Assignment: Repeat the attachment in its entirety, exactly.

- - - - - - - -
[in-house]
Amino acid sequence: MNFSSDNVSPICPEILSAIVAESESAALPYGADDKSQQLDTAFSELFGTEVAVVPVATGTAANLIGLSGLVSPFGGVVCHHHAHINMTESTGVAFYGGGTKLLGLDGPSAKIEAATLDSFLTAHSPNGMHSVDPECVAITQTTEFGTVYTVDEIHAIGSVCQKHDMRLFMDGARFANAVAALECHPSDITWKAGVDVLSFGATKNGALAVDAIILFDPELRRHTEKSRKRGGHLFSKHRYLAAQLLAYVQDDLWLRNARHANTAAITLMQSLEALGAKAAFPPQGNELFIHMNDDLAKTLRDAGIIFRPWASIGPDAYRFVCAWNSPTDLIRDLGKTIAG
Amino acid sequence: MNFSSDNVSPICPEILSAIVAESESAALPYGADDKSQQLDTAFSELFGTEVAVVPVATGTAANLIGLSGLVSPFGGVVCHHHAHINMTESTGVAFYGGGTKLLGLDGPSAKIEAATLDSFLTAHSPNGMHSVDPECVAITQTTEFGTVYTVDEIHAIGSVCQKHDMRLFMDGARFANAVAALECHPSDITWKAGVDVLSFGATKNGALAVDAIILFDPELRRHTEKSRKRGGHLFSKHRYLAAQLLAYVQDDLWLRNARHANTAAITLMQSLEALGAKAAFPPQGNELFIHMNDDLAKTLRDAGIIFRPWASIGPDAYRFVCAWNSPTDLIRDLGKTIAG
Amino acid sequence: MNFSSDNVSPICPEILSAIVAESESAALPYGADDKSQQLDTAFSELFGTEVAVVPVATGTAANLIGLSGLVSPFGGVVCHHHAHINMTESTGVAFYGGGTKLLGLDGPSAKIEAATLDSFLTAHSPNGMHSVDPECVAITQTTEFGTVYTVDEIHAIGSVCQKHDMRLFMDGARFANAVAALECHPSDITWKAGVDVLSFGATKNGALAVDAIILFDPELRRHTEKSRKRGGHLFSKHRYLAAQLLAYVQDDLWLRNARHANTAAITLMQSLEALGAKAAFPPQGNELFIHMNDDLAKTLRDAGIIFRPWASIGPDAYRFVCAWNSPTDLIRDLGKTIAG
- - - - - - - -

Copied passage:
[in-house]
Amino acid sequence: MNFSSDNVSPICPEILSAIVAESESAALPYGADDKSQQLDTAFSELFGTEVAVVPVATGTAANLIGLSGLVSPFGGVVCHHHAHINMTESTGVAFYGGGTKLLGLDGPSAKIEAATLDSFLTAHSPNGMHSVDPECVAITQTTEFGTVYTVDEIHAIGSVCQKHDMRLFMDGARFANAVAALECHPSDITWKAGVDVLSFGATKNGALAVDAIILFDPELRRHTEKSRKRGGHLFSKHRYLAAQLLAYVQDDLWLRNARHANTAAITLMQSLEALGAKAAFPPQGNELFIHMNDDLAKTLRDAGIIFRPWASIGPDAYRFVCAWNSPTDLIRDLGKTIAG
Amino acid sequence: MNFSSDNVSPICPEILSAIVAESESAALPYGADDKSQQLDTAFSELFGTEVAVVPVATGTAANLIGLSGLVSPFGGVVCHHHAHINMTESTGVAFYGGGTKLLGLDGPSAKIEAATLDSFLTAHSPNGMHSVDPECVAITQTTEFGTVYTVDEIHAIGSVCQKHDMRLFMDGARFANAVAALECHPSDITWKAGVDVLSFGATKNGALAVDAIILFDPELRRHTEKSRKRGGHLFSKHRYLAAQLLAYVQDDLWLRNARHANTAAITLMQSLEALGAKAAFPPQGNELFIHMNDDLAKTLRDAGIIFRPWASIGPDAYRFVCAWNSPTDLIRDLGKTIAG
Amino acid sequence: MNFSSDNVSPICPEILSAIVAESESAALPYGADDKSQQLDTAFSELFGTEVAVVPVATGTAANLIGLSGLVSPFGGVVCHHHAHINMTESTGVAFYGGGTKLLGLDGPSAKIEAATLDSFLTAHSPNGMHSVDPECVAITQTTEFGTVYTVDEIHAIGSVCQKHDMRLFMDGARFANAVAALECHPSDITWKAGVDVLSFGATKNGALAVDAIILFDPELRRHTEKSRKRGGHLFSKHRYLAAQLLAYVQDDLWLRNARHANTAAITLMQSLEALGAKAAFPPQGNELFIHMNDDLAKTLRDAGIIFRPWASIGPDAYRFVCAWNSPTDLIRDLGKTIAG